I made the cookie dough a day in advance. First, I whisked together some all-purpose flour and salt in a bowl. Then I put a stick-and-a-half of softened butter and some granulated sugar in my Kitchen Aid stand mixer. I beat it until it was light and fluffy and then beat in an egg and some vanilla extract. I slowed the mixer and added the flour and salt bit by bit. Interestingly, there's no leavening agent like baking powder or baking soda in this recipe, so, the resulting cookie is very flat and dense. There's also not a whole lot of moisture in this dough, and it gave the Kitchen Aid a real workout. No way a handheld mixer could manage this dough. Once the dough was all mixed, I divided it into three pieces, flattened them into five-inch disks, wrapped them in plastic and put them in the refrigerator to chill overnight (The Book says to chill for at least two hours.)

The next morning, I got ready to make the cookies. First, I unwrapped some sour balls and divided them by color (red, green, yellow and orange) into small zip-top bags. Then, I got some of my frustrations out by smashing the candy to bits with a rolling pin. I put my candy dust aside and moved on to cookie making in earnest.

I took one of the dough disks out of the refrigerator and put it between two pieces of wax paper and rolled it out to about a ten-inch circle. I couldn't find any teardrop cookie cutters like the ones called for in The Book, so I used a three-inch circle cookie cutter to make the outer cut. I placed the round cookies on a Silpat-lined cookie sheet and made the smaller cutouts in the centers of the cookies. I found some Christmas-themed mini cookie cutters at the grocery store, so I used them to cut a Christmas tree, candy cane, gingerbred man or bell out of each cookie. I filled each cutout with some of the candy dust: green for the Christmas trees (duh!), red for the candy canes (ditto), yellow for the bells and orange for the gingerbread men (close enough, right?).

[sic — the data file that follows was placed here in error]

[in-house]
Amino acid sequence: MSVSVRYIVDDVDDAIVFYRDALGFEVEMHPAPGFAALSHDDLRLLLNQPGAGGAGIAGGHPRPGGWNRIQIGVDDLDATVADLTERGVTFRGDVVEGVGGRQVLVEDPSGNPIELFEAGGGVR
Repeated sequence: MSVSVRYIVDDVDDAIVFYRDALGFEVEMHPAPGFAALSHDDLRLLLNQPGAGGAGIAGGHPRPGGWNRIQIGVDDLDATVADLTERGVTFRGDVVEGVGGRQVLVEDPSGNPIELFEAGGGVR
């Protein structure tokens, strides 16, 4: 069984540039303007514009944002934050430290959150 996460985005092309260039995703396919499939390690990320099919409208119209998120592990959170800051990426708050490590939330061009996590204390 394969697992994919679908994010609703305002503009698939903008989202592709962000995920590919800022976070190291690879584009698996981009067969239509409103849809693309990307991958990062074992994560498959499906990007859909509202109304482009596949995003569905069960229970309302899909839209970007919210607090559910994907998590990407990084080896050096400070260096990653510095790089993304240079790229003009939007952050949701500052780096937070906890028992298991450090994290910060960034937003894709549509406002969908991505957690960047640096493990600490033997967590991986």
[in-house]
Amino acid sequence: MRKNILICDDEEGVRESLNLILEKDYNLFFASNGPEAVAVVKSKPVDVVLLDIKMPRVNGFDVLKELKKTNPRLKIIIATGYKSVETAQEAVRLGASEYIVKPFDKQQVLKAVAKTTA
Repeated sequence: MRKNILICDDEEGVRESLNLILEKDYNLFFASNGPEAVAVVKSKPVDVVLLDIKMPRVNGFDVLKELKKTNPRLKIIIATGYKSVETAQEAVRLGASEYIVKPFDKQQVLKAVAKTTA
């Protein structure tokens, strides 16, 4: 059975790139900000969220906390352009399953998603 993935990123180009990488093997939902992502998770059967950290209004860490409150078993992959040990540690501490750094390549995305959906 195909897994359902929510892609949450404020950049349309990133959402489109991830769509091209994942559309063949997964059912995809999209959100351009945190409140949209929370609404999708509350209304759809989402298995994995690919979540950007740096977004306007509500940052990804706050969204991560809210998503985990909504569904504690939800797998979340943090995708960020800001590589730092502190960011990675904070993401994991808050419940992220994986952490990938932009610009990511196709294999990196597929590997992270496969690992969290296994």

While these cookies were easy enough to make, they were still very time consuming because of equipment limitations. You absolutely have to make these cookies on a silicone baking sheet liner like a Silpat, otherwise, you'd never get the melted candy off the baking sheet. You also have to allow the cookies to cool completely before removing them from the Silpat to allow the melted candy to harden. I only have one Silpat (those things are expensive!), so between cooking and cooling, it took about a half-hour per batch, and with four batches, that's a half a day right there.

The finished cookies were really very pretty, or at least most of them were. Some of the cookies browed too quickly and were a little more "golden" than I would have liked. I also put a little bit too much crushed candy in some of the cookies and it either bubbled over the top of the cookie or seeped underneath, giving less-than-attractive results. But the ones that came out right really did look like little stained glass windows. The Book suggests that these cookies would make lovely Christmas tree ornaments, and I'm sure that they would, but, we've been down that road before, and I'm not going there again. The flavor of the cookies, though, was just ... meh. The sugar-cookie base was tasty enough, but nothing to write home about, and the cookie and hard candy tastes and textures don't really compliment each other all that well. In all, I'm glad I made them to have learned a new technique, but I don't think that I'll make them again any time soon.

Date Cooked: November 28 & 29, 2009
Degree of Difficulty: Medium (time consuming without two Silpats)
Rating: Appearance A-; Flavor B-